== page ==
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NAT 6/08 - THL

NAT 6/08 - THL

The dissemination of

The dissemination of screening and brief intervention for alcohol problems in developing countries: lessons from Brazil and South Africa a mechanism for appropriate transfer of funds from the US granting agency could not be found). None of these problems are easily solved, and the next phase of SBI implementation research should seek to explore different mechanisms for overcoming them. Future projects might test the impact of utilizing quality improvement efforts in SBI projects, including regional or national health authorities on implementation teams, focusing implementation in preventive health service delivery systems rather than primary care, or combining SBI implementation efforts with other changes in health policy or laws related to alcohol use. Linking SBI training with the adoption of policies which mandate addressing alcohol at various levels of the healthcare system, as has occurred recently in Brazil, appears to be an effective mechanism for increasing alcohol prevention and treatment activities. Alcohol has now been designated one of the top ten priorities in Brazil’s National Family Health Program (Marques & Furtado 2004), and SBI projects are now expanding throughout the country. In other developing nations, the need for policy support within government healthcare systems and at the legislative level can not be underestimated. High levels of alcohol-related morbidity and mortality in many developing countries provide a clear mandate for action. Based on the prevalence of alcohol-related illness worldwide, the World Health Organization (WHO) recently approved a resolution calling for the development of a worldwide alcohol strategy (Grimm 2008). SBI training efforts should be combined 574 NORDIC STUDIES ON ALCOHOL AND DRUGS V O L . 2 5. 2 0 0 8 . 6 with efforts to convince ministries of health and legislative bodies to establish alcohol SBI “programs” at a level of importance equal to other disease-focused government programs such as HIV or hypertension, and SBIRT activities should be emphasized as priority health issues at the national level. As WHO’s global strategy on alcohol is developed and implemented and WHO regional offices step up their work on alcohol related topics, programs should be developed which include SBI as one component in a broader, more comprehensive alcohol policy approach aimed at reducing the harmful effects of alcohol. Existing comprehensive tobacco control efforts provide an example of such programs, as governments introduce curricula on tobacco control in the training of health professionals and step up actions to provide counseling and pharmacological treatments for smoking cessation, while also supporting measures to increase taxes on tobacco products and implement controls on advertising. In relation to alcohol, attempts to disseminate SBI in primary health care, supported by proper allocation of funds, increased capacity building, and changes in the roles of primary care workers, may be more effective when combined with other policy changes such as increasing alcohol taxes, restricting hours of alcohol sales, enforcement of laws restricting alcohol use by minors, and limiting alcohol advertising. SBI training may in fact prove to be more effective in changing clinician behavior when undertaken as other policy changes are occurring and the debate around the harmful effects of alcohol is lively and well-publicized. Despite some limitations, the accomplishments of the programs described in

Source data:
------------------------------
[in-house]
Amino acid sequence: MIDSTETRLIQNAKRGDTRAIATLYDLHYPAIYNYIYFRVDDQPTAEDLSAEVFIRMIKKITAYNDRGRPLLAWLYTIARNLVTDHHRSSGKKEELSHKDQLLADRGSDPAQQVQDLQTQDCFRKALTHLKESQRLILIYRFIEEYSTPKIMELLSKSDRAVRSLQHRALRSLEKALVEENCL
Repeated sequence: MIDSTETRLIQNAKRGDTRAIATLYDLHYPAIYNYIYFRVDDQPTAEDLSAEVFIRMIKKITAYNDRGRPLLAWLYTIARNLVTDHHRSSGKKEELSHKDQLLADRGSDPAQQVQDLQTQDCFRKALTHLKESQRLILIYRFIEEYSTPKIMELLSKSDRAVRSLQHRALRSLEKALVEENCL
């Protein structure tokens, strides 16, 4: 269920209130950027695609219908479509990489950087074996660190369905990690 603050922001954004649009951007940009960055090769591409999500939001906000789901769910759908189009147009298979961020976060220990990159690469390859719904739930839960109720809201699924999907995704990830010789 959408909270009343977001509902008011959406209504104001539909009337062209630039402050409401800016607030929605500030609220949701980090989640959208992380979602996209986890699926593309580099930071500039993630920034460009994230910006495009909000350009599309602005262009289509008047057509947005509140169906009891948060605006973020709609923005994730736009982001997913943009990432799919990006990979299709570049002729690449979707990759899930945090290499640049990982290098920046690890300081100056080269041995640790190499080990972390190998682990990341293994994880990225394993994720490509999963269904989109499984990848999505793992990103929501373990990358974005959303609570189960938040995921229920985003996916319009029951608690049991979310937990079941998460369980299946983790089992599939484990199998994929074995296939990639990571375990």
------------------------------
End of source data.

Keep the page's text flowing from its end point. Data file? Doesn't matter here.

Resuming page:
this issue are significant. Thousands of healthcare professionals have been trained in SBI, and in areas where they have demonstrated effectiveness, programs are being disseminated. The evidence presented from these pilot projects indicates that screening services, referred to by Babor et al. (2007) as the “linchpin of SBIRT,” are increasing as a result. These studies provide a foundation which can help move SBI to the next level. A major focus of future efforts should be increasing and documenting interventions and referrals, as well as screenings. Many developing countries have demonstrated their ability to increase critical preventive services such as immunizations by formally designating the service as a priority, allocating funds, providing needed training, requiring employees to provide such services, documenting that they were provided, and rewarding those who meet expectations. Similar approaches, when applied to alcohol SBI, should bear fruit as well. The process of change is slow and at times painstaking, but this is not unique to the alcohol field. According to the US Centers for Disease Control, the effective- REFERENCES Atkinson, R.M. & Misra, S. & Ryan, S.C. & Turner, J.A. (2003): Referral paths, patient profiles and treatment adherence of older alcoholic men. Journal of Substance Abuse Treatment 25 (1): 29–35 Babor, T.F. & McRee, B.G. & Kassebaum, P.A. & Grimaldi, P.L. & Ahmed, K. & Bray, J. (2007): Screening, brief intervention, and referral to treatment (SBIRT): toward a public health approach to the management The dissemination of screening and brief intervention for alcohol problems in developing countries: lessons from Brazil and South Africa ness of handwashing, now considered to be medical science’s most important infection control technique, was scientifically demonstrated by Semmelweiss in 1847. It took another 50 years for handwashing to be widely accepted by the medical profession (CDC 2000), and the battle to continue performing this simple measure goes on daily in hospitals and clinics around the world. Effecting change in attitudes and behaviors related to alcohol screening, intervention and referral in large healthcare systems may also require more than a generation of education, training, and effort. Nonetheless, the studies in this issue document that changes in attitudes and behaviors have indeed begun. J. Paul Seale, Prof., dir. of research department of Family Medicine Medical center of central Georgia and Mercer university school of Medicine, Macon, Ga 31201, usa e-mail: seale.paul@mccg.org Maristela G. Monteiro, senior advisor on tobacco control, alcohol and substance abuse Pan american health organization Washington, dc, usa e-mail: monterim@pana.org of substance abuse. Substance Abuse 28 (3): 7–30 Babor, T.F. & Higgins-Biddle, J. & Dauser, D. & Higgins, P. & Burleson, J.A. (2005): Alcohol screening and brief intervention in primary care settings: implementation models and predictors. Journal of Studies on Alcohol 66 (3): 361–368 Babor, T.F. & Higgins-Biddle, J. & Higgins, P. & Gassman, R.A. & Gould, B.E. (2004): NORDIC STUDIES ON ALCOHOL AND DRUGS V O L . 25. 2008 . 6 575